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NEWS
February 10, 2004
MARY T. Shaw brings up an interesting point regarding the use of guns to commit suicide, and pulls up some impressive statistics. But Mary, like all anti-gun people, continues to miss the big point. People really do kill people, Mary, not guns. If all the guns on earth were eliminated to suit your liberal standards, all those suicide statistics would still be there, not changed at all. They would just use a different method to carry out the deed, and the same applies for violent crime, too. The Japanese method of suicide for centuries was a ceremonial sword, just as effective as a gun. Stuart Caesar, Philadelphia Villanova & the Big 5 The articles on the Villanova-St.
NEWS
August 20, 2012
LAS VEGAS - Police say a clerk at a Las Vegas Dairy Queen shot and killed a sword-wielding, masked man who tried to rob the restaurant. Detectives say the suspect was shot twice and was lying just outside the doors when officers arrived about 12:15 p.m. Sunday. The suspect died at a hospital. Metro Police Lt. Les Lane told the Las Vegas-Journa l that the sword was at least 3 feet long. Authorities said that the shooting appears to have been in self-defense but that detectives were investigating whether the gun used was properly registered.
NEWS
October 31, 1986
Was the Oct. 19 article "Breaking away, with Fundamentalists Anonymous," an insult to the intelligent readers of The Inquirer? Being a "fundamentalist pastor" of one of the Philadelphia area's newest Bible-believing churches (Valley Forge Baptist Temple), I feel that I am qualified to give "the rest of the story. " Speaking on behalf of the 60 million fundamentalists in the United States, I affirm that we believe the Lord Jesus Christ was and is a fundamentalist (Matthew 5:18).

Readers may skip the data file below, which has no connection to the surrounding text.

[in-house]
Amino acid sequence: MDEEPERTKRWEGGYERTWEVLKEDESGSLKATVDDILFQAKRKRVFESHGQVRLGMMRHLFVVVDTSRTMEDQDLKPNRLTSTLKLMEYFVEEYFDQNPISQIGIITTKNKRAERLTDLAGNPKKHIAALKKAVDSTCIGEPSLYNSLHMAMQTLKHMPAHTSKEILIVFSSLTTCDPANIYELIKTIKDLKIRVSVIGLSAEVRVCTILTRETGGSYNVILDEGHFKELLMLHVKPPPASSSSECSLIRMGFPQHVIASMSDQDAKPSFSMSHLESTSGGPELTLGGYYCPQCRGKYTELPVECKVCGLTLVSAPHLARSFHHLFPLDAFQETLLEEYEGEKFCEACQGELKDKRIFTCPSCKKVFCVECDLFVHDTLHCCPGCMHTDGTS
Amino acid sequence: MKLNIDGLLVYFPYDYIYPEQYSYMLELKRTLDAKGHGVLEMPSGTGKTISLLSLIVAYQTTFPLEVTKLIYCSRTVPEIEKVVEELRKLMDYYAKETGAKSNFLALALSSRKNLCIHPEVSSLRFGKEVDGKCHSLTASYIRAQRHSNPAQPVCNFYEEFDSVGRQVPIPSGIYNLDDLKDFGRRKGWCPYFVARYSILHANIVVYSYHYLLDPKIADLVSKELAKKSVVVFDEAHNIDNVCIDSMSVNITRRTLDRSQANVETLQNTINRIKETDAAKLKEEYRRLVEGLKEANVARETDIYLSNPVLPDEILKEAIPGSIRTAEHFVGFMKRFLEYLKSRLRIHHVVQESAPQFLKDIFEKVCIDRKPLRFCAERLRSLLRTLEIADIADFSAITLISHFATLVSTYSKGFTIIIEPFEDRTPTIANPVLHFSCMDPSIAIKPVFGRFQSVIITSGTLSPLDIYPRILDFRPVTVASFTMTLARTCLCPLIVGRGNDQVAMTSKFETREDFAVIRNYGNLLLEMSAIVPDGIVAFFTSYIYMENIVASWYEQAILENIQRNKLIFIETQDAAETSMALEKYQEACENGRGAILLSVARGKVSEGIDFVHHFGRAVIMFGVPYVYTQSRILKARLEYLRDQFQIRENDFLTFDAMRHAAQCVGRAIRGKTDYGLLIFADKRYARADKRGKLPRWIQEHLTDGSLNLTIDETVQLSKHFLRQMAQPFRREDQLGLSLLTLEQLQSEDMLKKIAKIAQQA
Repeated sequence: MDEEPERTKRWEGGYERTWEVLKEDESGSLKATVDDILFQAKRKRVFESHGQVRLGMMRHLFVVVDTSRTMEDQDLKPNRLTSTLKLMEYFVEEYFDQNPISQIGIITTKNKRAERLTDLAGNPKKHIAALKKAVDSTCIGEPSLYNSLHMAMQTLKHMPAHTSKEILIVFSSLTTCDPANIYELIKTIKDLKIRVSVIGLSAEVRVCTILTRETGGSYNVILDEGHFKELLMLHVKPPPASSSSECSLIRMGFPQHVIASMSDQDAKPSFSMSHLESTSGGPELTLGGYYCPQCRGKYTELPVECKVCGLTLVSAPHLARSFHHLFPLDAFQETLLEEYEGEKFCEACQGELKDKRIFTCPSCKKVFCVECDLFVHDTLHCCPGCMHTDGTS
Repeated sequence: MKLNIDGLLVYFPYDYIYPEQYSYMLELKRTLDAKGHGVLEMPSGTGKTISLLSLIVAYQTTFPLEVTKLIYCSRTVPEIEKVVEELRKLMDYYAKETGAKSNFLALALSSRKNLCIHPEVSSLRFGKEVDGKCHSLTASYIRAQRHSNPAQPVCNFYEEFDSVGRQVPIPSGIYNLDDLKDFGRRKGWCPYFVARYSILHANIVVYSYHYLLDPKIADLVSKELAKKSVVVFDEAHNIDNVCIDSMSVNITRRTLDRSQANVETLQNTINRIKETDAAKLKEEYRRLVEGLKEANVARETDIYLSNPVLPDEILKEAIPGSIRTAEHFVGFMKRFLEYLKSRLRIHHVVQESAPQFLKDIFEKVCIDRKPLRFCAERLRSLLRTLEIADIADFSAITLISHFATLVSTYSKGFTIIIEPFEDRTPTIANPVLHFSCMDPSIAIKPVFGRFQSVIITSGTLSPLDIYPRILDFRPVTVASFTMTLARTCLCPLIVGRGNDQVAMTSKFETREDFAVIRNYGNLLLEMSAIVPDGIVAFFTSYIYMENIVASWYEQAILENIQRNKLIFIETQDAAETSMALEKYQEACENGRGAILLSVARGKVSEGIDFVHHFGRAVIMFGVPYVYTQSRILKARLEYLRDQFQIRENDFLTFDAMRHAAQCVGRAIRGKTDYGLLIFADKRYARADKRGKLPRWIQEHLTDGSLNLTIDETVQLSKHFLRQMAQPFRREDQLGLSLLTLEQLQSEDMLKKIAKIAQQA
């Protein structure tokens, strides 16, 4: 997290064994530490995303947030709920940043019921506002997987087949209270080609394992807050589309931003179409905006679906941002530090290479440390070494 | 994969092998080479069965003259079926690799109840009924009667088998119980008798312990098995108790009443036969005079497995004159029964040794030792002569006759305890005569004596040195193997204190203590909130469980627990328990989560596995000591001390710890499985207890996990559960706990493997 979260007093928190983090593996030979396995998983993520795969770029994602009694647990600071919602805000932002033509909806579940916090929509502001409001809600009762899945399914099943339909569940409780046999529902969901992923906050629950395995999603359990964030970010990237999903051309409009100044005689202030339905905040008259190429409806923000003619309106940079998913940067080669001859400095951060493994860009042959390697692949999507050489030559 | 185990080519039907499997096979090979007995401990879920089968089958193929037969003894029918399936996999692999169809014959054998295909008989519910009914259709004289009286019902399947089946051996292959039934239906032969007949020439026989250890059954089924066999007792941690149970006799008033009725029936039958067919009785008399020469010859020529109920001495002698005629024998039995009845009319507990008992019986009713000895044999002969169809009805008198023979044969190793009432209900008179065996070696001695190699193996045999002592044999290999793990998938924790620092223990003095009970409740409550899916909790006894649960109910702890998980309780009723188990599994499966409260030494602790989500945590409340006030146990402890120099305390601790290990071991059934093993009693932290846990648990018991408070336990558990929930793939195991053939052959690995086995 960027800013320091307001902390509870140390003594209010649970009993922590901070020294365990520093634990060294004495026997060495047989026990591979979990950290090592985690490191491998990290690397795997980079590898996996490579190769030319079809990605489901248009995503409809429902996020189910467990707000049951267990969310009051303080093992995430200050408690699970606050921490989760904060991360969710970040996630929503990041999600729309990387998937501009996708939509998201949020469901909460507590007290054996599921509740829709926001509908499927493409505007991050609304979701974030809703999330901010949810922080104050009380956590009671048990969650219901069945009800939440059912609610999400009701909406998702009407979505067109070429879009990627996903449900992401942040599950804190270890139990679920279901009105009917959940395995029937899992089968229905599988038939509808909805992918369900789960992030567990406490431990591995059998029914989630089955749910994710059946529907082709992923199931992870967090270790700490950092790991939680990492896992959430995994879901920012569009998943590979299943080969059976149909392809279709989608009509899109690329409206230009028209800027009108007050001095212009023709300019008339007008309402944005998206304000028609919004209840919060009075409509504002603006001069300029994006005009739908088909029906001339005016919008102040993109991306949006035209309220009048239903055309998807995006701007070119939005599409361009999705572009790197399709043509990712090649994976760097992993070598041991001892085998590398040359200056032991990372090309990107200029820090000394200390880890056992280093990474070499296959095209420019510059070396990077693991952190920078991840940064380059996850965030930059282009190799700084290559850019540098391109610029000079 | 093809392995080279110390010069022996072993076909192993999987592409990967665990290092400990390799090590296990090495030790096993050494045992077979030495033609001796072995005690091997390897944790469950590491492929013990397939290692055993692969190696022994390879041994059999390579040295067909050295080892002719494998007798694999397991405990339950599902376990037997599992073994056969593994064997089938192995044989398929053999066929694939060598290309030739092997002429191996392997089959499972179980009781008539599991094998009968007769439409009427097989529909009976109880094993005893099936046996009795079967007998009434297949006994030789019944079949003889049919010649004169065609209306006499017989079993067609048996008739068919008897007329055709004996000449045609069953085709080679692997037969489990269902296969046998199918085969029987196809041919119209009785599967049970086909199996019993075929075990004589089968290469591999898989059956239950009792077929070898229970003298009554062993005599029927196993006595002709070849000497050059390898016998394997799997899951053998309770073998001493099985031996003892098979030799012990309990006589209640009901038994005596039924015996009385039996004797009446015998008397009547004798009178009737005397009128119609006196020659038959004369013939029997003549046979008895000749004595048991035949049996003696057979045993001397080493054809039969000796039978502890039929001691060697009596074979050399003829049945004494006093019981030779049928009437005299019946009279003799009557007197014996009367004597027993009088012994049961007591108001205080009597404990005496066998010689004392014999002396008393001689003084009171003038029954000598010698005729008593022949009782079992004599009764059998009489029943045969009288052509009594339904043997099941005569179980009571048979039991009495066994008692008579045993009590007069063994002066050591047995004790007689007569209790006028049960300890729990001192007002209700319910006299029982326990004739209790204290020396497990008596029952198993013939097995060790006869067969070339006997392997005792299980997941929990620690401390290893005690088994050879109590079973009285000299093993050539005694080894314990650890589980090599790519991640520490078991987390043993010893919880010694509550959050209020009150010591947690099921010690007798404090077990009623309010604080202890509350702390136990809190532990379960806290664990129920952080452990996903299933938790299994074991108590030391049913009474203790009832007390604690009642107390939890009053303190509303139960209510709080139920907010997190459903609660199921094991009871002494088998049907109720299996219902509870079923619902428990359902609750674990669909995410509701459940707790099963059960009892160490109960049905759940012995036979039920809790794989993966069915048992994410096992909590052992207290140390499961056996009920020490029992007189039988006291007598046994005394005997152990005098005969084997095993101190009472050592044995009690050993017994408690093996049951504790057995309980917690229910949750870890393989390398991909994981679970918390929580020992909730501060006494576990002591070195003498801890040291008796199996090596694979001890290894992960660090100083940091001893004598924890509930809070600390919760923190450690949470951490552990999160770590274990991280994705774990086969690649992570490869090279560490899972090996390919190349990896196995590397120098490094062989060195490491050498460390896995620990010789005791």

NEWS
October 7, 2004 | By Sam Wood INQUIRER STAFF WRITER
A man remained in critical condition last night after a man wielding a long sword attacked him in a South Camden traffic dispute, police said. The victim, 25, whom police did not identify, suffered massive internal injuries early Tuesday evening when impaled through the left side of his abdomen, said Lt. Mike Lynch, spokesman for the Camden police. Police were seeking a 50-year-old Hispanic man they believe was the swordsman. Described as about 5-foot-7 and 220 pounds, he was last seen wearing blue jeans, a black fleece jacket, and an orange hat. The victim was a passenger in a Honda Accord that was trying to pass a Nissan sedan stopped in the 400 block of Chestnut Street shortly before 7 p.m., Lynch said.
NEWS
March 29, 1997 | By David Iams, INQUIRER STAFF WRITER
Two auctions next week may let bidders decide, in terms of prices they are willing to pay at least, which is mightier: the pen or the sword. The pen - the fountain pen, to be specific - will be the focus of a sale beginning at 10 a.m. today at the Holiday Inn in Fort Washington, where Allian Auctions & Appraisals will offer more than 300 fine specimens of vintage writing instruments and ephemera. Most are early models, although there are some contemporary pens, too. They should sell for three-figure prices.